• Class Size: How are their student-teacher ratios? Smaller classes may mean your instructor has more time to provide support if you need it.
  • NCLEX Pass Rate: Although this shouldn’t be the end-all-be-all of your choice, it pays to know whether students from a particular school tend to pass the NCLEX. It’s an effective indicator of how well they’re preparing their students for the licensing exam.

Step 4: Earn Enough Clinical Hours

In some states, completing your nursing degree is enough. That is not the case in Delaware.

Before you can graduate, you must earn 400 hours of clinical experience provided by the school.

Sure, this means more work. But think of it as an advantage. You’ll be able to get hands-on experience that helps you develop patient-care skills. 

It’s an opportunity to apply techniques you’ve learned and practice your bedside manner, too. As you go through it, you’ll also slowly build your confidence.

Step 5: Apply for an RN License

You’re almost there!

But don’t get negligent now.

This is probably the part where you need the most focus. This is because this is when you’ll have to take the NCLEX-RN exam. 

But let’s not get ahead of ourselves. 

Here are the steps to apply for an RN license in Delaware: 

  1. Create an account through Delaware’s online system, DELPROS. You will complete your application and submit all necessary documents through it. There is also a $170 licensing fee.

Here are the necessary documents you need:

  • A criminal background check (CBC) by the State of Delaware and the Federal Bureau of Investigation. Do this early because the State Bureau of Identification (SBI) takes at least 4 weeks to send records to the Board office.
  • A copy of your driver’s license or ID card from the DMV
  • Official transcript showing your nursing degree and when you graduated. Your school must send this directly to the Board office.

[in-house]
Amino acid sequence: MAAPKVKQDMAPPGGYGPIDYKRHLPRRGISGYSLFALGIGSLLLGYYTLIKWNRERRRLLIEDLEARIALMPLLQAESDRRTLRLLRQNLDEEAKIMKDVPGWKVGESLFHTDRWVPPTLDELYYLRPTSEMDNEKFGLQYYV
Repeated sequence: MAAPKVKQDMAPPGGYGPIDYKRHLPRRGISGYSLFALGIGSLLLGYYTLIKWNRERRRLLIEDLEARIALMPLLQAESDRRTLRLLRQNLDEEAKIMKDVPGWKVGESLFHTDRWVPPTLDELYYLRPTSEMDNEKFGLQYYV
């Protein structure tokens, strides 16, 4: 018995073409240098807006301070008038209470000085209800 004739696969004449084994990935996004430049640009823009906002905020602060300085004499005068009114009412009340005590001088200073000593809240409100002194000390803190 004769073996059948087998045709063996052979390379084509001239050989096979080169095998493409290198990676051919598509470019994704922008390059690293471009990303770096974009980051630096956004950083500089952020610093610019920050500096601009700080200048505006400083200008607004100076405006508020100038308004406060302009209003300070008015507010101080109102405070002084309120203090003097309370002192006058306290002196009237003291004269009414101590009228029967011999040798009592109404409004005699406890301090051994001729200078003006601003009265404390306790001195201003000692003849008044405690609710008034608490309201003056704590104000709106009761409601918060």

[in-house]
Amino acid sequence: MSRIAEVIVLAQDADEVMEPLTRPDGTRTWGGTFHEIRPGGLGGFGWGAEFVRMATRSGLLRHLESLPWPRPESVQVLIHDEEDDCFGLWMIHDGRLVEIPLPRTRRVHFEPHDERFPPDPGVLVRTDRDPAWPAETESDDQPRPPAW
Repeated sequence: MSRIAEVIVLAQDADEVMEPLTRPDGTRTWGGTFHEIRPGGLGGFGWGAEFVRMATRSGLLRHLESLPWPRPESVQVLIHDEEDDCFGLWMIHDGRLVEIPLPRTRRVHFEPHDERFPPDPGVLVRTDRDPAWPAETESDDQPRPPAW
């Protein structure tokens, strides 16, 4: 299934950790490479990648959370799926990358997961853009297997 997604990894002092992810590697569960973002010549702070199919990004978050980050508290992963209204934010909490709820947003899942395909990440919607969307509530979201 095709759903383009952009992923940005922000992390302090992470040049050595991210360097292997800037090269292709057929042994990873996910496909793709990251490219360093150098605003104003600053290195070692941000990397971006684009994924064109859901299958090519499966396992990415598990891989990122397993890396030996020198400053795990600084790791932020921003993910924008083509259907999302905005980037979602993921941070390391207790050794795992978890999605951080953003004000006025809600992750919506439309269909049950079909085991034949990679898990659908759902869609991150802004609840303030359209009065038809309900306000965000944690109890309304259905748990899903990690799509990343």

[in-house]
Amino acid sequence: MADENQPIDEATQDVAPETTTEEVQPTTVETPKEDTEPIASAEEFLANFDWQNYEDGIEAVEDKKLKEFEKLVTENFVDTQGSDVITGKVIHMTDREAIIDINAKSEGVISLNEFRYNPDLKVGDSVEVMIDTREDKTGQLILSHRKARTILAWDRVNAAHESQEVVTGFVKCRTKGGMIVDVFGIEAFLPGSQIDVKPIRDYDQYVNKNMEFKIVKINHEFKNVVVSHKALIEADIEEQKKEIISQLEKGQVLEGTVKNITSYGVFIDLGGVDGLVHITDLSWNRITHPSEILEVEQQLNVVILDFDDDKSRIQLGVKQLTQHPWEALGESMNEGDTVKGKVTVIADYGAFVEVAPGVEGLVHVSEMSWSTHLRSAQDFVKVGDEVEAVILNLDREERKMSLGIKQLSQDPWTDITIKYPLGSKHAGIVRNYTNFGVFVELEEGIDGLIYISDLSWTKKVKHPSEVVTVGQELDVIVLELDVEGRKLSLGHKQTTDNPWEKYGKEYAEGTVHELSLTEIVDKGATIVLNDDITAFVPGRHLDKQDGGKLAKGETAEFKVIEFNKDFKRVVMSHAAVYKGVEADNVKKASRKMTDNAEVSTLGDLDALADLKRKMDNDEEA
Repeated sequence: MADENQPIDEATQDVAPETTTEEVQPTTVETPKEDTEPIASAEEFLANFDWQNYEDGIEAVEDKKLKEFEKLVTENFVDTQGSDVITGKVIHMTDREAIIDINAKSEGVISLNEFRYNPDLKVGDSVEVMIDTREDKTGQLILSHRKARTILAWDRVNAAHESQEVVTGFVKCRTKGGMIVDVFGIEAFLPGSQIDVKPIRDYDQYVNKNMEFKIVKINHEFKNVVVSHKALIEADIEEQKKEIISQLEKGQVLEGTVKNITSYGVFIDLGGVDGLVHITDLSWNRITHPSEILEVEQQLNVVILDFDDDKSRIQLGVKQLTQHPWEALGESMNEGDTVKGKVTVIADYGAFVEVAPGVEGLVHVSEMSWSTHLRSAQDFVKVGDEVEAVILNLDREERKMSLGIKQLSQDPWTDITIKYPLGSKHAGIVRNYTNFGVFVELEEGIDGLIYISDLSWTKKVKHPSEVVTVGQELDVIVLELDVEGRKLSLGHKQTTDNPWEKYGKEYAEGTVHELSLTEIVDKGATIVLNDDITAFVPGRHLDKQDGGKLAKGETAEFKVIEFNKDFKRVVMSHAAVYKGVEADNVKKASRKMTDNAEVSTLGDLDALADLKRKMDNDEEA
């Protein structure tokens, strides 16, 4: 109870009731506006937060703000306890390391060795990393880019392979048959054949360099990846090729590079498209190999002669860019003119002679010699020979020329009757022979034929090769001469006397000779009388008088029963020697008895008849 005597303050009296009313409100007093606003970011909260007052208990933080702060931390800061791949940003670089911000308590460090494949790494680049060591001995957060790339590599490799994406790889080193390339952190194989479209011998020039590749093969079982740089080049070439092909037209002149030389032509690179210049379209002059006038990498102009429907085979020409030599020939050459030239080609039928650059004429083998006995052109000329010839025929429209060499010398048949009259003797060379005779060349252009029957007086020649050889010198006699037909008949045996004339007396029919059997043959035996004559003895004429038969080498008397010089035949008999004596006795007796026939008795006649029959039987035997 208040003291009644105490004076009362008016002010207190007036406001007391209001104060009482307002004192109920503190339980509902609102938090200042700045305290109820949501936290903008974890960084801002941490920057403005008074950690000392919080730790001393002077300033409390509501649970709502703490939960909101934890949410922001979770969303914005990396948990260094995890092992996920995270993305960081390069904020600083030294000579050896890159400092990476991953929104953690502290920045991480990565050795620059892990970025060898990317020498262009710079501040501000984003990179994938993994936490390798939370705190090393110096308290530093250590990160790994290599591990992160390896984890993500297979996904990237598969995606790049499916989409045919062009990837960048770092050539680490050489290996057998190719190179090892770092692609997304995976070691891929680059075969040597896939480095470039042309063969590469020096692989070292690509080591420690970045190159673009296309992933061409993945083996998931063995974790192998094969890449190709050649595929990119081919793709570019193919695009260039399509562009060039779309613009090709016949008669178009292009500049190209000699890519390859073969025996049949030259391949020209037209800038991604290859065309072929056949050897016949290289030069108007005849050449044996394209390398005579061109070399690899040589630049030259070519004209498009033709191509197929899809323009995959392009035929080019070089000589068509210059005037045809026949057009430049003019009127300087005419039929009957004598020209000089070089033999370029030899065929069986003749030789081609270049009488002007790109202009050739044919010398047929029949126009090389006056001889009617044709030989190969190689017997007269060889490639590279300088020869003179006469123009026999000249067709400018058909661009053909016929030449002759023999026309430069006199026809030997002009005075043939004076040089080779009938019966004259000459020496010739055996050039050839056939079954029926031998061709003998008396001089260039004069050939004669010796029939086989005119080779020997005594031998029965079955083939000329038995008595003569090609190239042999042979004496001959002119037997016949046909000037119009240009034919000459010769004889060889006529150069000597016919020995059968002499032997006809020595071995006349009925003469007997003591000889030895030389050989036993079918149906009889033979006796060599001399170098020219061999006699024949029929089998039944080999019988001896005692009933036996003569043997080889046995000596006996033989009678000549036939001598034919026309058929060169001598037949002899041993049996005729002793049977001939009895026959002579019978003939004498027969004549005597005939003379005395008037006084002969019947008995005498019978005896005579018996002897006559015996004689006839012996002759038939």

• A copy of your CGFNS CES Report (for applicants who completed their nursing education outside the U.S.)
  1. Register for the NCLEX-RN exam. Pearson Vue administers the NCLEX in Delaware. Make sure that you register with Pearson Vue — the Board cannot approve your application if you haven’t.

Once the Board receives, reviews, and approves your application, it’ll notify Pearson Vue that you are qualified to take the exam. You have to pay the $200 testing fee directly to them.

  1. Pass the NCLEX-RN exam. If you pass, the Board will email you the results. From there, they will issue your RN license online, and you can print it separately.

If you fail, you need to file a Service Request at DELPROS if you want to retake the test.

And there you have it!

If you completed all 5 steps, you now have an RN license!


Frequently Asked Questions

Got some questions? Then let’s answer the most frequently asked ones.

Is Delaware part of the NLC?

Delaware joined the Nurse Licensure Compact (NLC) in January 2018. This means nurses from other compact states can practice here as long as they hold a multistate license. In the same way, you can practice in other compact states if you hold a multistate license. 

How often do I need to renew my RN license in Delaware?

There are 3 possible renewal dates for RNs in Delaware — February 28, May 31, or September 30 of odd-numbered years, depending on the original issue date.

That said, you must complete 30 CE hours before you qualify for renewal. 

How much do RNs earn in Delaware?

The average salary of RNs in Delaware is 6% lower than the national average. That’s $77,760 (average RN salary) vs. $82.750 (national average).

Helpful Resources for Delaware RNs

List of Associate Degree Programs (ADNs) in Delaware

Here’s a list of ADN programs approved by the Delaware BON:

Delaware Technical Community College
Owens Campus
21179 College Drive
Georgetown, DE 19947
(302) 855-1691

Delaware Technical Community College
Stanton Campus
400 Christiana-Stanton Road
Newark, DE 19713
(302) 454-3948

Delaware Technical Community College
Terry Campus
100 Campus Drive
Dover, DE 19904
(302) 857-1000

Visit the Delaware BON website for updates.

List of Baccalaureate Degree Programs (BSNs) in Delaware

Here’s a list of BSN programs approved by the Delaware BON:

Delaware State University
Department of Nursing
1200 N. DuPont Hwy
Dover, DE 19901
(302) 857-6750

University of Delaware
School of Nursing
25 N. College Ave
391 McDowell Hall
Newark, DE 19716
(302) 831-1253

Wesley College
Department of Nursing
120 N. State Street
Dover, DE 19901
(302) 736-2488

Visit the Delaware BON website for updates.

In Conclusion

So that is how to become an RN in Delaware. 

As we said, if you don’t have the heart for it, each step will feel like a burden. 

But if you’re set to become the best RN out there, then you can go through these 5 steps with wide eyes and great excitement. 

So make sure you keep this roadmap to your journey of being an RN. 

Good luck!